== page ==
Message of Prevention, Message of Hope
NEW YORK, Jan. 23, 2007—Mrs. Monica, of Kassa, Nigeria, got to work immediately after the week-long training she received through the United Methodist Community-Based Malaria Control Program. She asked her husband to cut down or trim trees growing around their home that could harbor mosquitoes. She emptied all containers that could potentially hold stagnant water and become a mosquito breeding ground. She taught her neighbors to do the same. She paid for malaria treatment for some of the children in Kassa, and made sure pregnant women were tested for the disease as well.
Malaria—Part of Life
But Mrs. Monica is an exception in sub-Saharan Africa, where malaria is seen as simply a fact of daily life. Yet it's a disease that robs families of their children, and makes parents too sick to work. Thanks to United Methodists, Mrs. Monica won't be the exception for long.
The church's Community-Based Malaria Control Program seeks to create a culture of malaria prevention, educating people most at risk about basic measures they can take to prevent malaria. Armed with the right information people can fight malaria by using treated bed nets, ridding the areas around their homes of stagnant water and reducing the mosquito population. It begins with the awareness that malaria is completely preventable, like the training Mrs. Monica and 36 other women from her community attended recently.
Yolia Raymond, who works at UMC of Nigeria's Rural Health Project in Zing and heads the HIV/AIDS and malaria program there says that the idea of "malaria prevention and control in this part of the world is truly a strange thing because not so many people think that preventing or controlling it can be possible or even realistic." Now, thousands are learning that it is.
The program began just over a year ago in Sierra Leone. Twenty-five people from seven countries, gathered on the program's launching pad at Kissy United Methodist Health Center to learn how to begin malaria programs in their own countries that are sustainable and repeatable. All went home promising to spread the good word that this chronic and common disease that steals a life every 30 seconds can be prevented through some basic measures.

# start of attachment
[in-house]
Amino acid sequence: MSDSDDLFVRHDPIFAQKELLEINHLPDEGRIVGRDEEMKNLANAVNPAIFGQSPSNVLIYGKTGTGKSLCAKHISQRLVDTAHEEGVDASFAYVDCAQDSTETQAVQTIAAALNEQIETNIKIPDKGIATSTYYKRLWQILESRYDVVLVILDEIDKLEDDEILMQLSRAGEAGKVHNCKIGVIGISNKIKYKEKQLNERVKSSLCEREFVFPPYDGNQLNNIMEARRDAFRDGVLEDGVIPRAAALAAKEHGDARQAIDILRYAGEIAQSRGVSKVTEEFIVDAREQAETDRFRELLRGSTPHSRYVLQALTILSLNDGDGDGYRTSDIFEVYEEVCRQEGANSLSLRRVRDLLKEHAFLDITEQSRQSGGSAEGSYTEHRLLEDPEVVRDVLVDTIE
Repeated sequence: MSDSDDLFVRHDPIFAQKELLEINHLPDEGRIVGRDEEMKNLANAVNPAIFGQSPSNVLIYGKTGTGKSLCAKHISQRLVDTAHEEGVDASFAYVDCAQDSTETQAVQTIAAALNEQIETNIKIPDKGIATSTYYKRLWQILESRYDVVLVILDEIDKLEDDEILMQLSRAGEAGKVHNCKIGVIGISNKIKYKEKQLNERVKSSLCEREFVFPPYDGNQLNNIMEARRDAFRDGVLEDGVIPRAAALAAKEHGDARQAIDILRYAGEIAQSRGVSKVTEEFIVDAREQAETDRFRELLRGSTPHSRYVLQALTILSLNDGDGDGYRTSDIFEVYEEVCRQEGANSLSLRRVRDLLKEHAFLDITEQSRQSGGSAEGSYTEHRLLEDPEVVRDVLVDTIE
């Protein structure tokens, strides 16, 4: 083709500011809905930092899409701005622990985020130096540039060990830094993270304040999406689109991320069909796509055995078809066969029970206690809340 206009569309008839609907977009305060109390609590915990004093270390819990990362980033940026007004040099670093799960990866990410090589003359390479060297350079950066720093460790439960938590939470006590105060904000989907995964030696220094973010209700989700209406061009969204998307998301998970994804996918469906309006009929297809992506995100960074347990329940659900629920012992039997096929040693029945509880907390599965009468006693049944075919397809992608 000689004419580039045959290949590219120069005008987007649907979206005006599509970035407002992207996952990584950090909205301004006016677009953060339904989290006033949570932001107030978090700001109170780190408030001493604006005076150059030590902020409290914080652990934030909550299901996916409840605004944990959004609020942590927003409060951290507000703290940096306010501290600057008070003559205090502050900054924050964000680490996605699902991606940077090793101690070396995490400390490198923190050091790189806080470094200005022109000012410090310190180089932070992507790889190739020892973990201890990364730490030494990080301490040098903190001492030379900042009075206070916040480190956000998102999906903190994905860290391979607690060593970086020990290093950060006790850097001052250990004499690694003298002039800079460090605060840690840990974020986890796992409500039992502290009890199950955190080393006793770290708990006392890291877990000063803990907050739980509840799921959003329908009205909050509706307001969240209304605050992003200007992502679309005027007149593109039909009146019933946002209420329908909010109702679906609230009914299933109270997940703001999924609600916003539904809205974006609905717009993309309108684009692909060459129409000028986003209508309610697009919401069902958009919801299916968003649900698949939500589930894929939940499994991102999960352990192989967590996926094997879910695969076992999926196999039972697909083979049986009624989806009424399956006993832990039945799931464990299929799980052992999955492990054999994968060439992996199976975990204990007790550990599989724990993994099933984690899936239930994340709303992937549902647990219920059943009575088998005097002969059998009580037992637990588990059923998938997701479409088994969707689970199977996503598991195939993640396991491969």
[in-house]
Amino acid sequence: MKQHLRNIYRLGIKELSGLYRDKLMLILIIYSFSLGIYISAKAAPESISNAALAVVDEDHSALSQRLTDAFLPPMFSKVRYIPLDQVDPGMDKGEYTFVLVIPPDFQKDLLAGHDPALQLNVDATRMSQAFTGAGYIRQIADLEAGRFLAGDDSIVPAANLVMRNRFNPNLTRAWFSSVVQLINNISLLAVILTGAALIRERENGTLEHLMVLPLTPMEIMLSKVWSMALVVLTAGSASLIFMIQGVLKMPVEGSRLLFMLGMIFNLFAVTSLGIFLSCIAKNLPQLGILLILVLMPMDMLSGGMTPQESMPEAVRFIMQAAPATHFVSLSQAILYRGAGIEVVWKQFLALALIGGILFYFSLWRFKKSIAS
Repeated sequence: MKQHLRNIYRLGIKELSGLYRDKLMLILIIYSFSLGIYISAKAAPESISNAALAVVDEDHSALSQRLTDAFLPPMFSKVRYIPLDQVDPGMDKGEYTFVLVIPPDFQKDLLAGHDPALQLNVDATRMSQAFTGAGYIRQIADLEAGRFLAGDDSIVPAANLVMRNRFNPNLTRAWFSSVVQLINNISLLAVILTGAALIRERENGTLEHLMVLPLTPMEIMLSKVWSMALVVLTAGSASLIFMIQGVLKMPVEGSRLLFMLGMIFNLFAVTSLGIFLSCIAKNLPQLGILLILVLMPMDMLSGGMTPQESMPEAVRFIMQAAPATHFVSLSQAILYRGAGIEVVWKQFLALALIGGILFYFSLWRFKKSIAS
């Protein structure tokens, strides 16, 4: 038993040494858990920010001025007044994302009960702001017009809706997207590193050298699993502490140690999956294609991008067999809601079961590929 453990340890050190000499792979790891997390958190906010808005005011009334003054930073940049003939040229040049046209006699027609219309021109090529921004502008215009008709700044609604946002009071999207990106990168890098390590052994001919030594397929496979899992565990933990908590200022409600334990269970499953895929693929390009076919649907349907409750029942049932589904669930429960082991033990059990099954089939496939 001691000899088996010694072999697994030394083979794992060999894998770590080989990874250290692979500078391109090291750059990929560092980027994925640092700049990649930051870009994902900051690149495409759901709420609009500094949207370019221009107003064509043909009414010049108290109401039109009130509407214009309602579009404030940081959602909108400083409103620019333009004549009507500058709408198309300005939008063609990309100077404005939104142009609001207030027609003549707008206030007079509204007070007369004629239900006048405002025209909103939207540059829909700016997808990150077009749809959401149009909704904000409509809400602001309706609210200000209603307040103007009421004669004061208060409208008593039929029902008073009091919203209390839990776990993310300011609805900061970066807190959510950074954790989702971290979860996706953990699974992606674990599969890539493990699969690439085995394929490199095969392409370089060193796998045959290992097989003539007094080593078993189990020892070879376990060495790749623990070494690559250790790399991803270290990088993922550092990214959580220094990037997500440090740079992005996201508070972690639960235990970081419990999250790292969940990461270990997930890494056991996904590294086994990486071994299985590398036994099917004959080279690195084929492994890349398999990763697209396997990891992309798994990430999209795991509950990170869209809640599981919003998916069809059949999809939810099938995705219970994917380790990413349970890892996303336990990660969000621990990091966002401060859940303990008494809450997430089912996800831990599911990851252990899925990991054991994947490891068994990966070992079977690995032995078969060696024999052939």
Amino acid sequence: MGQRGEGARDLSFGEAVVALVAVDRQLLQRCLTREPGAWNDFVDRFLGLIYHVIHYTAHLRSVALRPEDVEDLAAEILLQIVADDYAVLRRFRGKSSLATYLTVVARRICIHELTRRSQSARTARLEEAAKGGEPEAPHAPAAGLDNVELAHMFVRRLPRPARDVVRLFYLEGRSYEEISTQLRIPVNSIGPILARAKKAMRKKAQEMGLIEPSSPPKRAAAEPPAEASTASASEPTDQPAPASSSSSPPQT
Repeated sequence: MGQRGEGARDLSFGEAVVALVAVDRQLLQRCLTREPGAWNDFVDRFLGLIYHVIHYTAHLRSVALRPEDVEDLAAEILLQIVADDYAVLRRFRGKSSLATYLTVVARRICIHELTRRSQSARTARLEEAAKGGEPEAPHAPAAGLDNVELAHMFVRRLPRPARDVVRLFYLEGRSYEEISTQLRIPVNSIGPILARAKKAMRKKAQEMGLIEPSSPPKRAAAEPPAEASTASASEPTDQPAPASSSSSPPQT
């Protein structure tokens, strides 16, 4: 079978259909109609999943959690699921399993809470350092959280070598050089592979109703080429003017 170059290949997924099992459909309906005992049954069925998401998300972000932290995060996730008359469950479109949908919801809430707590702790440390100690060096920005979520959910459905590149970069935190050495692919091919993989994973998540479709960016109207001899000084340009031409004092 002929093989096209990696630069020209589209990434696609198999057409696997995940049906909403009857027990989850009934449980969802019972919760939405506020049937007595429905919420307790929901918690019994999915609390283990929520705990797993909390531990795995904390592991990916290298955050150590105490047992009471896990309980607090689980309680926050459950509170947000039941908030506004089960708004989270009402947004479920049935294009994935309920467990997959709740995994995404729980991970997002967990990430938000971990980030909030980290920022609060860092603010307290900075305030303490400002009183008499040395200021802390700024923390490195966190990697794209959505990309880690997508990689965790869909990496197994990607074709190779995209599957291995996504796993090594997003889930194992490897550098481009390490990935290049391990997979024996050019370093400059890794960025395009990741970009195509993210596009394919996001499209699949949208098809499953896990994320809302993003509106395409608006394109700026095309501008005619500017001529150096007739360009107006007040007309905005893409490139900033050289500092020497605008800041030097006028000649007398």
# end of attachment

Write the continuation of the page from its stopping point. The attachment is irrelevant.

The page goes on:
Learning to Combat Malaria
What is happening in Southern Nigeria under Mr. Raymond's leadership is an example of how the United Methodist malaria program is propagating all across Africa. Community leaders like Mrs. Monica are learning the how-to's of malaria prevention, anti-malaria medication for pregnant women, prenatal education on disease prevention and distributing mosquito nets to vulnerable families.
They are even working to grow their own malaria medicine. The Rural Health Program is planting farms of Artemisia annua or sweet wormwood which provides a key element in anti-malarial drugs. These plants are normally grown in China. Having access to them in Nigeria will help make this life saving medicine more accessible and affordable. In a community full of inspired people like Mrs. Monica, malaria doesn't have a fighting chance.
How You Can Help
Help spread the word of hope that malaria can be prevented. Give to Malaria Control, UMCOR Advance #982009 to support this program in Nigeria and the many others throughout Africa engaged in life-giving work. Your tax-deductible gift may be placed in United Methodist church offering plates or sent directly to: UMCOR, PO Box 9068, New York, NY 10087-9068. Checks should be written to UMCOR.You can also make a credit card donation by calling 1-800-554-8583.